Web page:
Living on the Margins

By Dave Bookless, A Rocha (extract from his January 2016 blog)

Recently I was staying overnight in a rural cottage and decided to get up for an early walk. It was bitterly cold, the ground rock-hard, with hoarfrost crystal kaleidoscopes in the hedges and furrows as the red sun inched above the horizon. As I tramped along the field-edge footpaths, walking fast to warm myself, I was scanning for signs of wildlife. Apart from a few Brown Hares and some Rooks arriving from their roost, the fields were bare. However the hedgerows and field margins were bursting with life. European-funded incentives for conservation-friendly farming meant there were wide, weedy borders to the fields where flocks of Chaffinch, Goldfinch, Linnet and Yellowhammers scrabbled for seeds and rose in noisy colourful flocks. There were half-melted trails in the long grass from Wood Mice, Field Voles and shrews, with hovering Kestrels using their ultraviolet vision to seek them out. Rabbits and Pheasants slalomed around the bases of the hedges to avoid me.

The rich diversity of the margins contrasted starkly with the barrenness of the fields. How absurd that economists and agronomists call the chemically-enhanced deserts of commercial farming ‘improved’ and the natural richness of the margins ‘unimproved’. But the richness of life at the margins got me thinking. A few days earlier I’d been helping out with a winter night-shelter run by our church for migrant homeless men in Southall, London. These were people living on the edge, on the unimproved margins of society, dependent on scraps and leftovers. Many were struggling with addictions and mental-health issues, as well as the confusions of alien language and culture, and the disappointment of broken dreams. They are a fraction of the millions of the marginalised in our fractured world, forced to move by conflict and climate. I was impressed by their dignity as they sought to help me fold their camp-beds and sort their bedding before they set off into the cold.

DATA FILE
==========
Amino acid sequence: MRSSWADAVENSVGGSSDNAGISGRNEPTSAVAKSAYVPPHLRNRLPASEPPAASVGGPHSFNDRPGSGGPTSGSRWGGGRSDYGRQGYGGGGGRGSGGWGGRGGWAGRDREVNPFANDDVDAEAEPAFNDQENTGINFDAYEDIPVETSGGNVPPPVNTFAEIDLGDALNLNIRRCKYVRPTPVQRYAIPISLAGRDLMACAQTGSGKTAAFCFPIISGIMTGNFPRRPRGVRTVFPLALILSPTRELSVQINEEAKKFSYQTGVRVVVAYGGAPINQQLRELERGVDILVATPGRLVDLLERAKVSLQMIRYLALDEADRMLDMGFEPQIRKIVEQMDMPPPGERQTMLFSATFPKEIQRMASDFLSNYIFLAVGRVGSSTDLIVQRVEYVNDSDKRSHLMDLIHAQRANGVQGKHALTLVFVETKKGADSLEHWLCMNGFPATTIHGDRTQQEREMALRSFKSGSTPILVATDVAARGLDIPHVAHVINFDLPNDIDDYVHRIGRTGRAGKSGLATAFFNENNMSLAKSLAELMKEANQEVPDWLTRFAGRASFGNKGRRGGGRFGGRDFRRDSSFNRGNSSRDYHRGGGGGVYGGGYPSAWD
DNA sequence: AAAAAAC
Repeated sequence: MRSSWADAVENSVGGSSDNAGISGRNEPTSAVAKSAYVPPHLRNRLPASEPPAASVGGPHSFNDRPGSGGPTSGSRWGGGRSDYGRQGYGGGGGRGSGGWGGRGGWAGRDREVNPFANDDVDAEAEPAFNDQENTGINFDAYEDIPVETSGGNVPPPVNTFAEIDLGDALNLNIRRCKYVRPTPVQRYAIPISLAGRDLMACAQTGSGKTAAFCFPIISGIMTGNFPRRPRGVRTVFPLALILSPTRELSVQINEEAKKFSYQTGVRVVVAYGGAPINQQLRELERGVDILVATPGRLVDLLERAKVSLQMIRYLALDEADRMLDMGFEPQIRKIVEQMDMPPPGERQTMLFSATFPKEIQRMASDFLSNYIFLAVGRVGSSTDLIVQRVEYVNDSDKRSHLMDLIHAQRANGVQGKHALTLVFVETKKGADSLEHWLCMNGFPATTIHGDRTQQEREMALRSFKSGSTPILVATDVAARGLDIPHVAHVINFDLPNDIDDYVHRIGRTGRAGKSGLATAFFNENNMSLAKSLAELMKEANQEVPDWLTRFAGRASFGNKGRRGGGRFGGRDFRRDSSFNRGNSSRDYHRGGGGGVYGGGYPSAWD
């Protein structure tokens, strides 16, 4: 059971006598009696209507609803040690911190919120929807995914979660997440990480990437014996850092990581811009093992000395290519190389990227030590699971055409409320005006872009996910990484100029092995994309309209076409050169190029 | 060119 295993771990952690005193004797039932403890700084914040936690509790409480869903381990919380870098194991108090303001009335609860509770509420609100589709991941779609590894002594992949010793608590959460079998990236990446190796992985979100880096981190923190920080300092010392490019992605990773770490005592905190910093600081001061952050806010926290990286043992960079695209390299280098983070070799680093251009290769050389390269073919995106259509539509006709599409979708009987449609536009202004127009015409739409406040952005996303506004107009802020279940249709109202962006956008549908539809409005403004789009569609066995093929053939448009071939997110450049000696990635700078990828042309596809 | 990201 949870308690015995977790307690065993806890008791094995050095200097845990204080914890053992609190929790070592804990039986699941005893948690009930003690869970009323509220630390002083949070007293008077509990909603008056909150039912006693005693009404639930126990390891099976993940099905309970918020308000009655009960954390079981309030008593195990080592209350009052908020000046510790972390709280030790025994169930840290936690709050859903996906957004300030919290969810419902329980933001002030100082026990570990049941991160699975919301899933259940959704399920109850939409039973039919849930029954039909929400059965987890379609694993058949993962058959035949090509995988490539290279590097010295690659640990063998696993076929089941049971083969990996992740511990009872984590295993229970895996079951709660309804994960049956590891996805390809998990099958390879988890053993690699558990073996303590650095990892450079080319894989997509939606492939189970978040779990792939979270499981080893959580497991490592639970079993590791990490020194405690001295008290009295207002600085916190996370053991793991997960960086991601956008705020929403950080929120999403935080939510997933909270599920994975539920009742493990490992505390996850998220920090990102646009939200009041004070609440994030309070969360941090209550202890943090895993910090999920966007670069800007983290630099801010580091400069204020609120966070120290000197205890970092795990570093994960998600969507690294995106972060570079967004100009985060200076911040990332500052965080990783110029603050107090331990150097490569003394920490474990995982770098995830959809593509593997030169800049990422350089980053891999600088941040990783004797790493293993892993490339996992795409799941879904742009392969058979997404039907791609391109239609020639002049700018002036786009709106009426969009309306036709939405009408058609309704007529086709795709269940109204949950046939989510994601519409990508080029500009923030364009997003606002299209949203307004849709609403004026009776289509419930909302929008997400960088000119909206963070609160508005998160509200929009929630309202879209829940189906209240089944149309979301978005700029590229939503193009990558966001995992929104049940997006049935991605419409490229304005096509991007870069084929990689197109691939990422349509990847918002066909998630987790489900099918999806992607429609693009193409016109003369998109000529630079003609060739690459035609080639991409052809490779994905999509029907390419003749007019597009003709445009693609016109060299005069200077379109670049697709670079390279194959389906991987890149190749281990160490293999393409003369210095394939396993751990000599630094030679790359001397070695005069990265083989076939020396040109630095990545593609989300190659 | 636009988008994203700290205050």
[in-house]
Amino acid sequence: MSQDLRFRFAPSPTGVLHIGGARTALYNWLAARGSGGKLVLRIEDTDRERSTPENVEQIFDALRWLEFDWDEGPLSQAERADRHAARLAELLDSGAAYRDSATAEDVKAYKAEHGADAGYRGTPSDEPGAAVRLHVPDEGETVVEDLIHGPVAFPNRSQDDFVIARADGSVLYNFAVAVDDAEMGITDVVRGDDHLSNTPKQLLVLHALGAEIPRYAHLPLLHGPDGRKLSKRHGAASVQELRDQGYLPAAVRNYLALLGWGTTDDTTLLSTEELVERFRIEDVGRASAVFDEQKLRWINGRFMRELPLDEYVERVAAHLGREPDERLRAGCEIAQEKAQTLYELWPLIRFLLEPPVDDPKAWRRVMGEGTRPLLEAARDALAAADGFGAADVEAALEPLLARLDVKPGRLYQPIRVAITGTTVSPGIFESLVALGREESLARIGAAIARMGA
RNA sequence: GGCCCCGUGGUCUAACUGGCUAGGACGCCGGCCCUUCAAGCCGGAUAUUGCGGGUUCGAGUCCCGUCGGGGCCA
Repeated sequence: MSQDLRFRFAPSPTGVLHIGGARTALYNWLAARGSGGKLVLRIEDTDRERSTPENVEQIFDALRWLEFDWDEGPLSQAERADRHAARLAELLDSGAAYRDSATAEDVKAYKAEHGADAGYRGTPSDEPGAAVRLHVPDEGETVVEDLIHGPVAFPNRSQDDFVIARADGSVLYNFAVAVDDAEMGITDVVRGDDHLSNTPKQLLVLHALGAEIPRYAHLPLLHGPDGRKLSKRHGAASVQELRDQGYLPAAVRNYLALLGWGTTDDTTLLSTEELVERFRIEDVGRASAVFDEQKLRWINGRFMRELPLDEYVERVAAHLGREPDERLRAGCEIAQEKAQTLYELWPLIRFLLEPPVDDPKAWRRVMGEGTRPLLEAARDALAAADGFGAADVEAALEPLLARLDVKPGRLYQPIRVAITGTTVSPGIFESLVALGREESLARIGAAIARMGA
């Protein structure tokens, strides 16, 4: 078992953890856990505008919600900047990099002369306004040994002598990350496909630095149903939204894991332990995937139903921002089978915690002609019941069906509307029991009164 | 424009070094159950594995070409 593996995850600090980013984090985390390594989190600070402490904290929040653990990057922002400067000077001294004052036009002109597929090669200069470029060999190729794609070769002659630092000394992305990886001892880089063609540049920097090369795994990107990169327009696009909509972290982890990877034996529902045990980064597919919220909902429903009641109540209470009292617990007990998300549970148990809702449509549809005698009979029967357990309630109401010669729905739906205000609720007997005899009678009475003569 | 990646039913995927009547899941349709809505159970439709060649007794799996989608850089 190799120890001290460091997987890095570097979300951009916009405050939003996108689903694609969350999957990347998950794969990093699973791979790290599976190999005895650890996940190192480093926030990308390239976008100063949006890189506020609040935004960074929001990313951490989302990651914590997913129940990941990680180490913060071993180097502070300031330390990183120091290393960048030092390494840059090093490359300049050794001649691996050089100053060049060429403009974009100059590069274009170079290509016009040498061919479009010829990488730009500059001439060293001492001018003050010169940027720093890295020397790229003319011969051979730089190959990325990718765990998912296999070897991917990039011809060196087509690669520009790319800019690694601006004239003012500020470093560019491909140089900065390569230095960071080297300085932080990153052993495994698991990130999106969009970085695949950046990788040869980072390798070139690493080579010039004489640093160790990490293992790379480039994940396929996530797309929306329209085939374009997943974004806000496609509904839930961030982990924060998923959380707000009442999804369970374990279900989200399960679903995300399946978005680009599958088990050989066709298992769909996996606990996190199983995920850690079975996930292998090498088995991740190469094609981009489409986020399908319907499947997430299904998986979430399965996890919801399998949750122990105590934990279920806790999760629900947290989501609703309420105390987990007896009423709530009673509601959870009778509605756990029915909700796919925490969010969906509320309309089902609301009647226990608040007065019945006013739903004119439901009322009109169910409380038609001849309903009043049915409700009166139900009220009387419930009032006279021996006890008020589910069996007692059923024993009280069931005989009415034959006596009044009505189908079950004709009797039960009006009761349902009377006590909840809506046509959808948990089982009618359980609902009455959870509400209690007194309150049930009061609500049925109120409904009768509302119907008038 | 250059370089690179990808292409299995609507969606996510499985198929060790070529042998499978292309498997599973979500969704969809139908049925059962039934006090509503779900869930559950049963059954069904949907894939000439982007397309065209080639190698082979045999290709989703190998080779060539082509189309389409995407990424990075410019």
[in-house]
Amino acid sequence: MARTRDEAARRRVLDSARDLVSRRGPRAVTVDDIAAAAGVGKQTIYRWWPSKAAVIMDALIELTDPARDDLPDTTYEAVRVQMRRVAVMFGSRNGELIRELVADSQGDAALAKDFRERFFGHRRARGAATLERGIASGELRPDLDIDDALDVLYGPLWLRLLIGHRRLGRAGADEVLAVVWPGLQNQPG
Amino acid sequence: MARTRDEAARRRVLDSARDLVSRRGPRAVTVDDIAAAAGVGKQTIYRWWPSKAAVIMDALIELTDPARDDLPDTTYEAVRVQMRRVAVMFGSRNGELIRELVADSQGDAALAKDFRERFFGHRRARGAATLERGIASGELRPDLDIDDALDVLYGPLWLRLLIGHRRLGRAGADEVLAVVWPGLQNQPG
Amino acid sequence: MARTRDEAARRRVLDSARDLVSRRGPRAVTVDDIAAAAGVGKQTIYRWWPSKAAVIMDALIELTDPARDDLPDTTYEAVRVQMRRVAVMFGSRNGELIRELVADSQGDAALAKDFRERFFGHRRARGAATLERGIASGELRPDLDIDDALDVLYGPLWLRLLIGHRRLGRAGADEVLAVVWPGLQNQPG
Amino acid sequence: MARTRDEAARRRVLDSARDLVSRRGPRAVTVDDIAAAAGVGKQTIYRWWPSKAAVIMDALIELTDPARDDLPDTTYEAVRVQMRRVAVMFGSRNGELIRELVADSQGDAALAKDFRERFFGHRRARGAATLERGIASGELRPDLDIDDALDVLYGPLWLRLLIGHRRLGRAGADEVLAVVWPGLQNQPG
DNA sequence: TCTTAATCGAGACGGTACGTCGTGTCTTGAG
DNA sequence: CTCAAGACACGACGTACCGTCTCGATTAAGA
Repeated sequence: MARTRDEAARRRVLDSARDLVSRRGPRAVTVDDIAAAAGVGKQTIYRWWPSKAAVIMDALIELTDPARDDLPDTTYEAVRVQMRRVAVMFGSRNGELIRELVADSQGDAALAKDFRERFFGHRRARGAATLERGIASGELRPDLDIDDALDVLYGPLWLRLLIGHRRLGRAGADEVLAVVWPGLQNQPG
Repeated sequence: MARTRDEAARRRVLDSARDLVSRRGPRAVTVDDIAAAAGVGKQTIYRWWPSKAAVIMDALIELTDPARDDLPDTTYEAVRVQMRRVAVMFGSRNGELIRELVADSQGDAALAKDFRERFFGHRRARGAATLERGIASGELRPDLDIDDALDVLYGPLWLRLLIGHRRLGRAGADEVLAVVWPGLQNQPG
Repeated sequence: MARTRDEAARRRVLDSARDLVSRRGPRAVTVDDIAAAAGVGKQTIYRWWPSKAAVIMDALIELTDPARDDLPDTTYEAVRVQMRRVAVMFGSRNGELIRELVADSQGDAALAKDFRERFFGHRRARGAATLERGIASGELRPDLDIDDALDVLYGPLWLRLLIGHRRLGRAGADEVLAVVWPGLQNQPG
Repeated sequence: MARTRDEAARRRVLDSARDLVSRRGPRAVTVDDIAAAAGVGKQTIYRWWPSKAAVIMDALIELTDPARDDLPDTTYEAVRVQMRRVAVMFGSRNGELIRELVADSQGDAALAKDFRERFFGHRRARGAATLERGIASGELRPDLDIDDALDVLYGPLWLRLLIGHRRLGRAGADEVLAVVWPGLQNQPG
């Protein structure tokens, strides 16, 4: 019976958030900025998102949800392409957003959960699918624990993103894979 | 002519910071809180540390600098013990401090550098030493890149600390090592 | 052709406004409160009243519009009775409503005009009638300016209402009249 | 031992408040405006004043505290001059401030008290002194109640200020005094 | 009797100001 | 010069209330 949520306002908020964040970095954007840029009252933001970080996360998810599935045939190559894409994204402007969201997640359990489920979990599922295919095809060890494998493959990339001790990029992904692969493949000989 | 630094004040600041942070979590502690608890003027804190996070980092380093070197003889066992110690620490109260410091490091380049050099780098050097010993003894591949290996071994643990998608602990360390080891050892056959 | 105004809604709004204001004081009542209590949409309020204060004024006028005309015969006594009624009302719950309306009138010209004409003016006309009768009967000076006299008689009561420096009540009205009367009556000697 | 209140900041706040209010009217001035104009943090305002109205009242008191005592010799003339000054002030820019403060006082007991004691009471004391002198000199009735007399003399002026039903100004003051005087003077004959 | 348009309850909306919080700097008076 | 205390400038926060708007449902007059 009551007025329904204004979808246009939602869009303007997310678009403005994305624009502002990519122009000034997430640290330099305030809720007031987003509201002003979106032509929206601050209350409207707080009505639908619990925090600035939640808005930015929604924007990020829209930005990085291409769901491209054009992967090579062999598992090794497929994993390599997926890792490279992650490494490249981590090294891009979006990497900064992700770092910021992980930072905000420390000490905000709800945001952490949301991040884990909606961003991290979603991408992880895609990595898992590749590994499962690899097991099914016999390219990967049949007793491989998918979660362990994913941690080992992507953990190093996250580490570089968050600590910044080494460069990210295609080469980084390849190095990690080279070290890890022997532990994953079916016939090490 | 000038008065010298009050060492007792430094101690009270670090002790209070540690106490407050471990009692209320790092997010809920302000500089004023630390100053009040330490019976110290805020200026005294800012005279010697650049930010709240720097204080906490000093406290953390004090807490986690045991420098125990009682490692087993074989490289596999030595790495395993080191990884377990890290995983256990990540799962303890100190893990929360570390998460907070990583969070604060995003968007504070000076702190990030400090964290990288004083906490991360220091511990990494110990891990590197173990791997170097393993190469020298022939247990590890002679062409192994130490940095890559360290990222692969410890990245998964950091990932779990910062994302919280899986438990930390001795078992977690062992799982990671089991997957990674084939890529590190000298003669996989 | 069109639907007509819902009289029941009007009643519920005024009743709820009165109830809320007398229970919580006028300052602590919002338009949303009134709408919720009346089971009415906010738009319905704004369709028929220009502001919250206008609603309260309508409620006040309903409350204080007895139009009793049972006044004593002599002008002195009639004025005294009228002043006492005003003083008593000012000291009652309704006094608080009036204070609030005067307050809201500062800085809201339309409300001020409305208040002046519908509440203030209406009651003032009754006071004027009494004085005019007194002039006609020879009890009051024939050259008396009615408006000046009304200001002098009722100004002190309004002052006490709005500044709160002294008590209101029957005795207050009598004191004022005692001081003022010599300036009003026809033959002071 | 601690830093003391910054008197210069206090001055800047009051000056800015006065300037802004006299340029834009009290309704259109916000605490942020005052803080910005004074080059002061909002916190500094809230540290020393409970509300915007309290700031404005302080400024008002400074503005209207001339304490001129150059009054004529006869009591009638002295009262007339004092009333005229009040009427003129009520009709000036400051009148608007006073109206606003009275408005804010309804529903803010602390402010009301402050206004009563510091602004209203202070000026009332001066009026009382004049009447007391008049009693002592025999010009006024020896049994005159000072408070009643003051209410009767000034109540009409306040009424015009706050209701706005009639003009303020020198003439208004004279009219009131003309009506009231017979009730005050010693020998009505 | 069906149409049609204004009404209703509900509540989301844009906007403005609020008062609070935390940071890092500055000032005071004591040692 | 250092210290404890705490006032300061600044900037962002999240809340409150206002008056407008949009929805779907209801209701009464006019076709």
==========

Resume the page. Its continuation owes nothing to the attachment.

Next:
As I reflected on these two experiences of life on the margins I remembered the biblical story of Boaz and Ruth. God cares for those on the margins – human and nonhuman – and calls us to welcome them hospitably, sharing in the bounty God provides through creation. Life is not meant to be about maximising economic returns whatever the ecological and human cost, but about deepening relationships and recognising our connection to those on the margins.

Thinking further, I realised how frequently God speaks from the margins to make us aware of our barrenness. Jeremiah, Ezekiel and John the Baptist were amongst many prophets who saw things more clearly because they were on the edge, impervious to the polluting effects of a toxic society. In our globalised fossil-fuelled world, addicted to the false gods of unbridled economic growth and consumer excess, we need to listen to those on the margins. We need to hear the voices of refugees, poets and prophets, and the cry of the last Skylarks and Turtle Doves, with their warnings of disaster and their invitation to a different and better way.

Finally, writing as A Rocha UK launches the new EcoChurch initiative, I believe there’s a prophetic call on Christian communities to move to the margins. We need to live out a different vision, to embody alternative values from the mainstream discourse. Our churches can model a way of life that celebrates life at the margins, welcomes the stranger, cares for biodiversity, and demonstrates the richness and joy to be found in sharing and simplicity. So, can I encourage you to join me in seeking to look out, listen and learn from those on the margins? As we do so, we may just find that Jesus has got there before us.